Unfolding Innovation Lab Intent: a multi-case process perspective

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Design and management of innovation labs

As organizational forms, innovation labs are more than just the creativity room of a firm or the gathering point of communities. They are a managerial response to the organizational challenges that hinder innovation. Therefore, to think that implementing this type of initiative is simply a matter of setting up an appealing space with technological resources is a perception that is far from reality. This chapter explores in greater depth the theoretical foundations of innovation labs and their organizational effects. On this basis, the multifaceted functions offered by these laboratories are explored, evidencing their contingent and idiosyncratic character. This is followed by an examination of the implications of designing and managing an innovation lab. The chapter ends with a comparison of conceptual frameworks in an effort to identify a common ground of key terms, dimensions and criteria to be taken into account throughout this research.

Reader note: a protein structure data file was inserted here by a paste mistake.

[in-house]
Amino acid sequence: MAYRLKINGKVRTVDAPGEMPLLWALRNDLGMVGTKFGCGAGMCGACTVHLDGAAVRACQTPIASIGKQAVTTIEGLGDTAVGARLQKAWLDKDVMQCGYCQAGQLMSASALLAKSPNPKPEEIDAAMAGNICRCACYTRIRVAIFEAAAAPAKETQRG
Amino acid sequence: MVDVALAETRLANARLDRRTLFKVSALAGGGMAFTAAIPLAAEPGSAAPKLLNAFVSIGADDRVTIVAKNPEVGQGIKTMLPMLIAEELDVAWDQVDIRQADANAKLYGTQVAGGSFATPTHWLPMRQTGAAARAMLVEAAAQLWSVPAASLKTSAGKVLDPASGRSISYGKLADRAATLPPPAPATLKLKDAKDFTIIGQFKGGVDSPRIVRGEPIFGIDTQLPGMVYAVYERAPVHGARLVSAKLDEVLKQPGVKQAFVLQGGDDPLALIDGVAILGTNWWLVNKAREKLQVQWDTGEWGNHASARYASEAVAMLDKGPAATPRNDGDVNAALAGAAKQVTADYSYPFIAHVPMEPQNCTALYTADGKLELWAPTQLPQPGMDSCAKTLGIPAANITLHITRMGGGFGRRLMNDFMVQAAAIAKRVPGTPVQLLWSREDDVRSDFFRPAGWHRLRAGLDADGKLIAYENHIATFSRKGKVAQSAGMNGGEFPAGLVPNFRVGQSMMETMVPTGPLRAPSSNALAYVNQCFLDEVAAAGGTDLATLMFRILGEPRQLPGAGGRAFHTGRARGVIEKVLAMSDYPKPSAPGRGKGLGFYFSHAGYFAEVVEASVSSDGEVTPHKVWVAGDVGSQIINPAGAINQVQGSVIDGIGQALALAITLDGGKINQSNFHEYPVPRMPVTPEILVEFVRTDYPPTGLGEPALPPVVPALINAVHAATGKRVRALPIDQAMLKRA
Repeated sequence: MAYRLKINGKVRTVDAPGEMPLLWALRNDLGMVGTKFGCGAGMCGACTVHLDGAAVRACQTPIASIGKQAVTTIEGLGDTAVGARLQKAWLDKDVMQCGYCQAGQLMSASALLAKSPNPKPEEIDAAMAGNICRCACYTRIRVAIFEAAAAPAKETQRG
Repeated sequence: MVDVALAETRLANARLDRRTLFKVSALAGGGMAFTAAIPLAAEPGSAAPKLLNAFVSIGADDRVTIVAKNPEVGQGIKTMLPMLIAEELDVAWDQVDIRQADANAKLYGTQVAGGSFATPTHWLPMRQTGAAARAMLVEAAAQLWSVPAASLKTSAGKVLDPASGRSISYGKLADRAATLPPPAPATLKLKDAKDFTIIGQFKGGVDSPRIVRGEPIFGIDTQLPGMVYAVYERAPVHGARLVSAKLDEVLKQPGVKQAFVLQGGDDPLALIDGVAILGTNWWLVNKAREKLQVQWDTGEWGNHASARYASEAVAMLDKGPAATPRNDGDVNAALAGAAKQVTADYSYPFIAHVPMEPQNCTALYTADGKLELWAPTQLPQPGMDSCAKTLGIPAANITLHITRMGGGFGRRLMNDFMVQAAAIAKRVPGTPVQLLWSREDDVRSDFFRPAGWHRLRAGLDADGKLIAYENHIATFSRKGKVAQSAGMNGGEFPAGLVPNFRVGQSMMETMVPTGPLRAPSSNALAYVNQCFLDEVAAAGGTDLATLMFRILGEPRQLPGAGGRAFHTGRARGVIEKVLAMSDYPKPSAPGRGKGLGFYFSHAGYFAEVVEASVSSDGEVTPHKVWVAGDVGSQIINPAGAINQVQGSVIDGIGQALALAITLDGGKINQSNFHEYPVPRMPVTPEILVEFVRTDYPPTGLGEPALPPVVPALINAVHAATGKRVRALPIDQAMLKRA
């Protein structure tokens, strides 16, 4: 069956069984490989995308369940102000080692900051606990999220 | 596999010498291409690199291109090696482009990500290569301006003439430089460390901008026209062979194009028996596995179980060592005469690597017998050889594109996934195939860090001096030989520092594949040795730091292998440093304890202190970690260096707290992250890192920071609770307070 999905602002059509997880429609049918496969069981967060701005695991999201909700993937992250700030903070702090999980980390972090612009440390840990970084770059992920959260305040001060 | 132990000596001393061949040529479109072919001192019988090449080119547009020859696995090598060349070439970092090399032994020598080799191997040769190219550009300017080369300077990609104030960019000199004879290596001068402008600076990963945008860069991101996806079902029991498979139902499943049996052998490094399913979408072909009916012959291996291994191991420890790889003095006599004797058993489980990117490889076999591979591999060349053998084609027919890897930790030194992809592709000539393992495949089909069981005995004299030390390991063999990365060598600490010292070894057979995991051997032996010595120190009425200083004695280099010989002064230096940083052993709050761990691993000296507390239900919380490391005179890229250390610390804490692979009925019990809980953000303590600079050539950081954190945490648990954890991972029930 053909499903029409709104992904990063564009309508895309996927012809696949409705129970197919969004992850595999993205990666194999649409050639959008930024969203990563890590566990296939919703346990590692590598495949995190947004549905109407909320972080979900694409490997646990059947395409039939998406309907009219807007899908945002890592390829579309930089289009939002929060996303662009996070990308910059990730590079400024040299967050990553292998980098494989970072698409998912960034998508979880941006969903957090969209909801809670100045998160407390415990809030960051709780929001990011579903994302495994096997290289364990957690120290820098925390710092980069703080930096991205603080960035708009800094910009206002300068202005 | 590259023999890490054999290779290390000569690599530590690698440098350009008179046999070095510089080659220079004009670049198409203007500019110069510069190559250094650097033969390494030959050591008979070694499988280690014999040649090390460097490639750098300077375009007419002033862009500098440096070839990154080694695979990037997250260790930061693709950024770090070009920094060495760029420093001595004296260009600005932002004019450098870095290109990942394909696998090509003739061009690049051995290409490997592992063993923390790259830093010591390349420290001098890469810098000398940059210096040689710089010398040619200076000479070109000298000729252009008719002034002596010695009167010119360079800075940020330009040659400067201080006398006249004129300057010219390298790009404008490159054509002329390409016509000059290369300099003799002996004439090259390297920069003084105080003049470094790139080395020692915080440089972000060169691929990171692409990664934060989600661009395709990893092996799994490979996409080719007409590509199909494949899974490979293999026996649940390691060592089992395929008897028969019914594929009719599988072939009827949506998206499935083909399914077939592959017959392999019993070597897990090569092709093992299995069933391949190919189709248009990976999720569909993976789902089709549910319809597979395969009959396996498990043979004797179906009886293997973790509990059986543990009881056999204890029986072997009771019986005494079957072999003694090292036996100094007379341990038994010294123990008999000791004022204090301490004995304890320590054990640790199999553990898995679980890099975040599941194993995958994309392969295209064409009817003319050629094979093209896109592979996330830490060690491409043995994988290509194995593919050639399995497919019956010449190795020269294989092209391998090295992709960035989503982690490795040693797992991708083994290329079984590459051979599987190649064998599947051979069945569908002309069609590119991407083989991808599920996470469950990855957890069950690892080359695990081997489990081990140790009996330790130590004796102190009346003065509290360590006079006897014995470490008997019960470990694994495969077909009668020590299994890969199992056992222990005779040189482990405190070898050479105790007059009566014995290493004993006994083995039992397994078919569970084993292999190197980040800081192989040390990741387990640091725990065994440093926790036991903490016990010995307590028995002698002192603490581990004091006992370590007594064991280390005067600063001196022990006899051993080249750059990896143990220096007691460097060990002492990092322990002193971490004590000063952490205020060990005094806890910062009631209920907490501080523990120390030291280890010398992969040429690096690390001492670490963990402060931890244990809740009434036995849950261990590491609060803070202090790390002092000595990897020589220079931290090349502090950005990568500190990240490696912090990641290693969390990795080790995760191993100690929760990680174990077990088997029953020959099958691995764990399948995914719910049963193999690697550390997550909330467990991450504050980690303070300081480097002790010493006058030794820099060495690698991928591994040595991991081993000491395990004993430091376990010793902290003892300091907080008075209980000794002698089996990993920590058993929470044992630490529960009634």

The organizational innovation lab

Over the last few decades, organizations of all kinds have been exposed to much more accelerated changes in the introduction of new technologies, changes in markets, new ways of governing, teaching and appreciating the world in which we live. In this context, innovation has become a key strategy for any type of organization seeking to adapt and keep on generating either economic, environmental or social value (Boly et al., 2016; OECD, 2018). Such universality and complexity of the challenges we experience as a society have driven innovation understanding to be much more open and based on knowledge and value generation (OECD, 2018). Also, innovation is associated as much to the implemented result as to the process and activities that lead to it (Blok, 2021; Gregoire, 2016). Based on the most recent version of the Oslo Manual (OECD, 2018), innovation can be defined as: